William’s army was slightly superior in numbers to James’ and indeed the most capable soldier on James’ side – Patrick Sarsfield advised against entering battle on the Boyne. James, however, overruled the advice, was overrun and beat a hasty retreat to Dublin where he immediately set sail for France, leaving the Irish people to suffer the consequences of his actions.

William’s victory at the Boyne was greeted with enthusiasm in Rome. The Pope welcomed the victory of the “European Alliance” forces and Pontifical High Mass was celebrated in thanksgiving for the deliverance from the power of the Catholic Louis XIV and the Catholic James II. Meanwhile King Billy marched on and on July 7th entered Dublin. In rapid succession Drogheda, Kilkenny and Waterford surrendered but William’s troops were repulsed at Athlone.

James’ army, under the command of Patrick Sarsfield had fallen back to defend the line of the River Shannon. William laid siege to the city of Limerick, and leaving his army under the command of baron de Ginkel, King Billy left for England. The war between the two armies – both of whose “leaders” had fled the country was to continue until October 1691 with significant battles taking place at Athlone, Aughrim Galway and, of course, Limerick. On October 13th 1691 the Articles of Capitulation – to become known as the Treaty of Limerick – were signed and King Billy’s victory was assured. Over 20,000 Irish men fled to France (becoming known in history as the “Wild Geese”) and entered the service of the King of France where they formed the “Irish Brigade” and indeed it is reckoned that over the next fifty years 450,000 Irishmen died in the service of the King of France.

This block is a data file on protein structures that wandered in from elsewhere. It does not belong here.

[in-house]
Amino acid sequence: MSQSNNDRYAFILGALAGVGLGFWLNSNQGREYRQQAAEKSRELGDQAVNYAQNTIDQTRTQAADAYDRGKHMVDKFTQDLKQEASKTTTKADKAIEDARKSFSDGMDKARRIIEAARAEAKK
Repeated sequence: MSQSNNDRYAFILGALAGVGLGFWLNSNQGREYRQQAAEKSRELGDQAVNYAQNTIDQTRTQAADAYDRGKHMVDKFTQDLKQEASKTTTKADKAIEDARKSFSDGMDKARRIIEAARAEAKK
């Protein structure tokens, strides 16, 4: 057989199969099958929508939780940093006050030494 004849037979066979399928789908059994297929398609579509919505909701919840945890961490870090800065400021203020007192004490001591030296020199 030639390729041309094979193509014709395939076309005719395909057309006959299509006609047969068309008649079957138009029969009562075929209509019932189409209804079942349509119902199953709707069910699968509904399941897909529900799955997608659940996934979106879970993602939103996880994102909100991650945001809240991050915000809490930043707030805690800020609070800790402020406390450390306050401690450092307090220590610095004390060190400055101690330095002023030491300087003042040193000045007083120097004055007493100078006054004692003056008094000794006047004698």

Thus an inglorious period of Irish history came to an end – a period around which there have been more myths propagated than Hans Christian Andersen or any other great storyteller could have dreamt of. It is a period of Irish history which the history books portray variously as a war between Protestantism and Catholicism or as one between the English King Billy and Irish patriots supported by King James II and the French. For a true perspective on these events, however, James Connolly’s “Labour in Irish History” explodes the myths and I would in conclusion like to quote extensively from it.